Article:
, Nov. 27, 2012 /PRNewswire/ -- The Randstad Engineering Employee Confidence Index, a measure of overall confidence among U.S. engineers, was 54.4 in the third quarter of 2012—a decrease of 4.6 points from last quarter and the second consecutive decline this year. The quarterly report, conducted by Harris Interactive on behalf of
, surveyed 146 workers employed in the engineering industry. This quarter's findings reflect further skepticism among engineering workers about the overall economy and in the availability of jobs. At the same time, feelings towards their own job security remained strong.
"Despite the relative positive outlook for the engineering field, it appears professionals in this industry may have been impacted by negative news surrounding the employment situation and economic conditions abroad, especially in
, president of Randstad Engineering. "This diminished optimism is reflected in this quarter's findings, specifically the fact that half of the engineers' surveyed feel there are fewer jobs available and indicate they are not likely to look for a new job in the next 12 months. However, it is important to note that more workers feel secure in their positions than in the second quarter. Despite this drop in confidence, the sector is poised for growth and projected to hire at rates faster than many other industries. Contributing to the high demand for these skills is a lack of experienced, licensed engineers in the market. In fact, the National Society of Professional Engineers states that only about 20 percent of those who graduate with a B.S. in engineering in the U.S. go on to become licensed professional engineers. As more funding becomes available, and construction budgets open up, the job market for highly-skilled engineers will become even more competitive."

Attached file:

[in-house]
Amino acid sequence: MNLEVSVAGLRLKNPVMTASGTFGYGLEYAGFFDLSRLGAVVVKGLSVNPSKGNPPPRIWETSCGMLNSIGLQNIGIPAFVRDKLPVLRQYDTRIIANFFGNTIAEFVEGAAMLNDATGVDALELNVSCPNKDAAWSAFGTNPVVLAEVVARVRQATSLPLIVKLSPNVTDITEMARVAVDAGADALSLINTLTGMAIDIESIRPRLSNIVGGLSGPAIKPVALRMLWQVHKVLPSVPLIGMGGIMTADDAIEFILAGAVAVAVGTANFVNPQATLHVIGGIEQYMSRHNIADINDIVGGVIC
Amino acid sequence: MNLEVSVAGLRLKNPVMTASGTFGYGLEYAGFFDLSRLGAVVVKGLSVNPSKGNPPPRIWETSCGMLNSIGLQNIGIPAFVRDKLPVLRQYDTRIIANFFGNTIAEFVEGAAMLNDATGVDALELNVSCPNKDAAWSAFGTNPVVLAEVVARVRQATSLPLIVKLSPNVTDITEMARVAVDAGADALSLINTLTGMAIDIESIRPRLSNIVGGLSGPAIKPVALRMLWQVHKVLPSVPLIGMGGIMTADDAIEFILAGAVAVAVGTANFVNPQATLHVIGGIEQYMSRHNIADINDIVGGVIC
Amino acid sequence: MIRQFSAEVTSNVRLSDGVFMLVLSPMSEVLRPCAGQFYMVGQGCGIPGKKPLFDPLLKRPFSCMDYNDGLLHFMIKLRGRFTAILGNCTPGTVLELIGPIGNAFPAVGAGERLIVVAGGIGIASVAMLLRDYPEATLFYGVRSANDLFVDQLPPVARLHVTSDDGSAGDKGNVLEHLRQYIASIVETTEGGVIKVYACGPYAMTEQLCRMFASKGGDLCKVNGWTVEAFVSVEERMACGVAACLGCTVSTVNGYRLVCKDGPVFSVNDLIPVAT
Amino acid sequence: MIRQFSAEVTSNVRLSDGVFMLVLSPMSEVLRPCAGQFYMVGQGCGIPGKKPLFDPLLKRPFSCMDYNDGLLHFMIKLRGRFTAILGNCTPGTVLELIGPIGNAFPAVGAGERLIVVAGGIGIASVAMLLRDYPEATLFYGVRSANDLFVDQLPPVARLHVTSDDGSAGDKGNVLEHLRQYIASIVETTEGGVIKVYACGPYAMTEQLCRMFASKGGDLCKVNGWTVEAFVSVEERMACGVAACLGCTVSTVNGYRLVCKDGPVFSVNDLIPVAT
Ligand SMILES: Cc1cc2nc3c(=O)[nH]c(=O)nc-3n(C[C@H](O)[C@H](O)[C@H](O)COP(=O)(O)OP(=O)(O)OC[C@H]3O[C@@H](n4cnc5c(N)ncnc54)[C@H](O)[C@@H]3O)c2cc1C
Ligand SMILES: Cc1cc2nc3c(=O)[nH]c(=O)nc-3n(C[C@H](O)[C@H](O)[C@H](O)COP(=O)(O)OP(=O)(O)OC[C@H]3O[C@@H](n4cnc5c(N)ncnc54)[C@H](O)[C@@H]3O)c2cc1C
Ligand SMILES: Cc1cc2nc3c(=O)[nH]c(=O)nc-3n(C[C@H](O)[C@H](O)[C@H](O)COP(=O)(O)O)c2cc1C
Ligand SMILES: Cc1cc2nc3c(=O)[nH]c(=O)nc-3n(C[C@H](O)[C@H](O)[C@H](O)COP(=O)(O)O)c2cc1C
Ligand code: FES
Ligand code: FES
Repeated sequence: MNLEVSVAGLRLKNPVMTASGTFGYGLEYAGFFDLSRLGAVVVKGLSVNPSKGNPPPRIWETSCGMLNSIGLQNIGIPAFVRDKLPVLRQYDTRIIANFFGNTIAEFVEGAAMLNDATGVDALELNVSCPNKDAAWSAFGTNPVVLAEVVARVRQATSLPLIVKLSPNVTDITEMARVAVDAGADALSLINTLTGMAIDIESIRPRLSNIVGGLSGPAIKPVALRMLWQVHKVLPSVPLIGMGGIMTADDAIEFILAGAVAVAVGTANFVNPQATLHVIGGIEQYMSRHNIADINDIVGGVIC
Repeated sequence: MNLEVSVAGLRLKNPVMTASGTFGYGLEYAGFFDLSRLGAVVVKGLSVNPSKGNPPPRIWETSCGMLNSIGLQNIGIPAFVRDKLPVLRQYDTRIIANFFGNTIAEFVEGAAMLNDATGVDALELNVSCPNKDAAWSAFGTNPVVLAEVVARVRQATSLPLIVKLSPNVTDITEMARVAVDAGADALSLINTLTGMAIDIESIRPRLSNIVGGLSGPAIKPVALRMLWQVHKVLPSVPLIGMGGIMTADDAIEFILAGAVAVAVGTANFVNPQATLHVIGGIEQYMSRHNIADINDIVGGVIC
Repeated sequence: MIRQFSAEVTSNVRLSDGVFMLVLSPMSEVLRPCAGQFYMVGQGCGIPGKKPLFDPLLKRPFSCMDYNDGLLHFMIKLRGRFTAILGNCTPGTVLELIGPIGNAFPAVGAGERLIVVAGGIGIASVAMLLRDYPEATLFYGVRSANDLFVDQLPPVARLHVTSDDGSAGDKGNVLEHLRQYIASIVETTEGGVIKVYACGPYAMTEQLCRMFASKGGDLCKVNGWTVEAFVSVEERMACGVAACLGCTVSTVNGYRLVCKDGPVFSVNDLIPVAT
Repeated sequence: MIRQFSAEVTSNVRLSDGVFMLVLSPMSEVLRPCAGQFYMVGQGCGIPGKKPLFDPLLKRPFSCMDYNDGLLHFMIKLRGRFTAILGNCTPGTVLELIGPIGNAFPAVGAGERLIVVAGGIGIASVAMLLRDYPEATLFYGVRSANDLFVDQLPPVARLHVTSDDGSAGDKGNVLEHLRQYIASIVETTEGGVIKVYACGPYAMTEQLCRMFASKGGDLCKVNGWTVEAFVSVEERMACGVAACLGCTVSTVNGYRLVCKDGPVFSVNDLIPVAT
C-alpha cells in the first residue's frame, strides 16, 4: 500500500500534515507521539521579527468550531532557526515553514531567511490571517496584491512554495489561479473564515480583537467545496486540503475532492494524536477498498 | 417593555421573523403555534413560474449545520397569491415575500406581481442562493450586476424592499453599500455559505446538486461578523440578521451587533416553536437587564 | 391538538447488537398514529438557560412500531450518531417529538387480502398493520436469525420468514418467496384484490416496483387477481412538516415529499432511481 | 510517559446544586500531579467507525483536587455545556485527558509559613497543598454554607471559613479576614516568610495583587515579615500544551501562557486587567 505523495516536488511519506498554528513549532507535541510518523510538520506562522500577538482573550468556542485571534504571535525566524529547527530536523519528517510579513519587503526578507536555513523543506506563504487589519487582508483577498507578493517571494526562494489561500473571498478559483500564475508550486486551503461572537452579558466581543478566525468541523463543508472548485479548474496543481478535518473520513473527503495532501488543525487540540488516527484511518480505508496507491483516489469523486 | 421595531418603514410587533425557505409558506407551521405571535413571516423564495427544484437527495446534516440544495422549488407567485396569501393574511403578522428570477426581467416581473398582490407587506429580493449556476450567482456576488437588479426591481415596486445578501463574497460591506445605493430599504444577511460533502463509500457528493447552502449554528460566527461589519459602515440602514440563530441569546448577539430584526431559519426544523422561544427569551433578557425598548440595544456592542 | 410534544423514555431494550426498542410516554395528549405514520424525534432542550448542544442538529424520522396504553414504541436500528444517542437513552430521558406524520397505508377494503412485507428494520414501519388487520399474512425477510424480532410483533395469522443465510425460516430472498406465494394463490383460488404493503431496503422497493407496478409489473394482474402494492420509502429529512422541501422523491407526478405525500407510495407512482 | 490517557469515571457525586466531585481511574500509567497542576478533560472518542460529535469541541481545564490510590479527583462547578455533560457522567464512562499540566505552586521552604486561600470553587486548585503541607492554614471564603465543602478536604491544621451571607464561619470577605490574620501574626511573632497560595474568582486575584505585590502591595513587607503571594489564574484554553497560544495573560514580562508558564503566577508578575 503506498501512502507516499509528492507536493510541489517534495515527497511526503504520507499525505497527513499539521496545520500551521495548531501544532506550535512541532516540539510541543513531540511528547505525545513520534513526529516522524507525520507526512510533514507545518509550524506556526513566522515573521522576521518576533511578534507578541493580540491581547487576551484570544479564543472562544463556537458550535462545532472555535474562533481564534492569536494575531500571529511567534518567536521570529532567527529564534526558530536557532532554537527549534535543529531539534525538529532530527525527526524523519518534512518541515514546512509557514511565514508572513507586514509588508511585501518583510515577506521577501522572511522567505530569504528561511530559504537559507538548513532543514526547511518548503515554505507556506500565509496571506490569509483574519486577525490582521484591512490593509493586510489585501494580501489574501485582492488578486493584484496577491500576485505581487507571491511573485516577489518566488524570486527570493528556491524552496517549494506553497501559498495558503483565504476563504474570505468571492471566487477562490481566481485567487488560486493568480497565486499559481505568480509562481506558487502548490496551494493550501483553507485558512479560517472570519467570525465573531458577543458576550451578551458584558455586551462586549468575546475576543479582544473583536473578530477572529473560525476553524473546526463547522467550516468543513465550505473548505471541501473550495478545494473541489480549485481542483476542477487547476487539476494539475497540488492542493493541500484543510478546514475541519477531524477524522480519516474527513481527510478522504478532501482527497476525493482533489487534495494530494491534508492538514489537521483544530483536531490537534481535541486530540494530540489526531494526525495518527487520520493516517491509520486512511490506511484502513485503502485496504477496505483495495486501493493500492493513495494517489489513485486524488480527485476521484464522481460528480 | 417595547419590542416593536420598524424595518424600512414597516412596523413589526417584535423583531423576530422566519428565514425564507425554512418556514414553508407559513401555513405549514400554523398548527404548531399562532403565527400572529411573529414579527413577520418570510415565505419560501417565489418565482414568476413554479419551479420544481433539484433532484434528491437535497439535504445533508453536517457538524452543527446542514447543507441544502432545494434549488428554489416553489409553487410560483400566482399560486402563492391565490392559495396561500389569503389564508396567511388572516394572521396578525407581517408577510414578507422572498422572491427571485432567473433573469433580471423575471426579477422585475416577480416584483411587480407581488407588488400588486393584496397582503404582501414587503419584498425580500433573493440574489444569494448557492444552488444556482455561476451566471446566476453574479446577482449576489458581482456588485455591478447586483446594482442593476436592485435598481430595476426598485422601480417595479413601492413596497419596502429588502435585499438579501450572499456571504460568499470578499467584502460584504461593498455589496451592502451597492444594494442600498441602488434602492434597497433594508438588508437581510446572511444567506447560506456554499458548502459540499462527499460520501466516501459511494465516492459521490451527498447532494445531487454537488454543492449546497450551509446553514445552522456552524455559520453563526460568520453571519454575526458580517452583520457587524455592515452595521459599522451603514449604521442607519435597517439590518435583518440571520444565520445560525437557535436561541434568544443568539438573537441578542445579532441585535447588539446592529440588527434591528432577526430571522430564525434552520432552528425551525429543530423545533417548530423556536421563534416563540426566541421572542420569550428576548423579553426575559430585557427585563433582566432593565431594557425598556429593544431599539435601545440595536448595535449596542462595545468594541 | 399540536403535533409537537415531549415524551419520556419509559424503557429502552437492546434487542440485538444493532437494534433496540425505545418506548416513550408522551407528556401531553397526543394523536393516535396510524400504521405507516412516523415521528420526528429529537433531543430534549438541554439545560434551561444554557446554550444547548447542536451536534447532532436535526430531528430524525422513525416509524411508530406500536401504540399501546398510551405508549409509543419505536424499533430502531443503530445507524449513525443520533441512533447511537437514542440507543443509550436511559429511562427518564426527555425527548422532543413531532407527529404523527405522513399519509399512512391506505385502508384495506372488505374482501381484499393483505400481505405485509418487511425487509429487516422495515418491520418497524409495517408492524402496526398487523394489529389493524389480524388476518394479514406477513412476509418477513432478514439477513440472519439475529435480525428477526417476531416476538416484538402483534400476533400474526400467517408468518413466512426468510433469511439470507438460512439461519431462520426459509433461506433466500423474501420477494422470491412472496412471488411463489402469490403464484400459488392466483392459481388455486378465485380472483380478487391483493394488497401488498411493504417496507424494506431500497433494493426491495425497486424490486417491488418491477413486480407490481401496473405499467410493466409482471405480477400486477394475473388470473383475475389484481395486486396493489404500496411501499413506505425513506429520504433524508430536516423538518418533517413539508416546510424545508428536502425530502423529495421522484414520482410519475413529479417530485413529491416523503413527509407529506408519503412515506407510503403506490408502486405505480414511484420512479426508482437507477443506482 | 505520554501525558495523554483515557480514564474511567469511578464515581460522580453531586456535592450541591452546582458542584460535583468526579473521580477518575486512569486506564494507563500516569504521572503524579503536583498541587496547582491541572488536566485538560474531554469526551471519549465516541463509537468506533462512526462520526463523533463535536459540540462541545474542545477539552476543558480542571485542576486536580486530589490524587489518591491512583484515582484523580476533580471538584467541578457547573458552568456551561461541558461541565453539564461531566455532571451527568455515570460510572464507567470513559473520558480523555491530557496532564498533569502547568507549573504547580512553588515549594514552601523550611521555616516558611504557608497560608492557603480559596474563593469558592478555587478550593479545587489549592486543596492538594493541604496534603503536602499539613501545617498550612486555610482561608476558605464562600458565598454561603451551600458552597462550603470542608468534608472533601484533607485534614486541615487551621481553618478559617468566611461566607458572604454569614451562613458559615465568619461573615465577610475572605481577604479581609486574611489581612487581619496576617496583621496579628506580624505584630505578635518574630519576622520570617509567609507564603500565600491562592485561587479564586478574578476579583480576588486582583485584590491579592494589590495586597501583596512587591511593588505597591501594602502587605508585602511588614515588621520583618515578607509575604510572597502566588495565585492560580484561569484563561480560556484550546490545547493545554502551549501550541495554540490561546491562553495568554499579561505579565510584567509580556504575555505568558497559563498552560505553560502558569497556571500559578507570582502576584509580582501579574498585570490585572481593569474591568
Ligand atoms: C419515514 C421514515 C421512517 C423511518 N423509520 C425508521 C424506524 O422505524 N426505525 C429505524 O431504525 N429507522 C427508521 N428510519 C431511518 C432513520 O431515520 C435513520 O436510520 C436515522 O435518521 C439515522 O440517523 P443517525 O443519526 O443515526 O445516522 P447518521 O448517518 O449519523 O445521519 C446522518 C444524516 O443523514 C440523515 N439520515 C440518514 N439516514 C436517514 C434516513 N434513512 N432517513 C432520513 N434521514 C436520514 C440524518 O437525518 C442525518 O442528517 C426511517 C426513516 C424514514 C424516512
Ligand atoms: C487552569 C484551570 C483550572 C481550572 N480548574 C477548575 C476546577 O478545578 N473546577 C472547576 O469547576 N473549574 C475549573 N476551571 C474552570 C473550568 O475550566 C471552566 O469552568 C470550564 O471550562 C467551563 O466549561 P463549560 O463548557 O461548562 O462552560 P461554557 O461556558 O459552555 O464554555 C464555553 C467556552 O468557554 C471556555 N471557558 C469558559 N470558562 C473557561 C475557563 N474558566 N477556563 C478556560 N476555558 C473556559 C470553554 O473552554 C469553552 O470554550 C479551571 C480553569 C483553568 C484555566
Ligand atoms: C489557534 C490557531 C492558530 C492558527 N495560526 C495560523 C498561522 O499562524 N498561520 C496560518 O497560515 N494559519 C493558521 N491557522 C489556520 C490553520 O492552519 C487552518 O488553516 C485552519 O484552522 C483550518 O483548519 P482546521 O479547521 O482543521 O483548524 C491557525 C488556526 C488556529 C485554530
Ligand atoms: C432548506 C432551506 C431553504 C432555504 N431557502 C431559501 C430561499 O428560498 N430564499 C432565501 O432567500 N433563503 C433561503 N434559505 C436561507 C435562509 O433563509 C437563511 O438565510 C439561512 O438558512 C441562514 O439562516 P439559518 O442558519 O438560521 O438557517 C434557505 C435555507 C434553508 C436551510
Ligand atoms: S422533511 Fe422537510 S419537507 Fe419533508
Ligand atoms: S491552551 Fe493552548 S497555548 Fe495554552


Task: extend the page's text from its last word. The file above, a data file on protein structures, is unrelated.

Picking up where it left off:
Q3, 2012 Survey Highlights:
Engineering Workers Growing More Concerned About the Strength of Economy
- Only 29 percent of engineering professionals believe the economy is getting stronger, a decline from 38 percent in Q2 2012. At the same time, 48 percent believe the economy is getting weaker (versus 38 percent in the second quarter).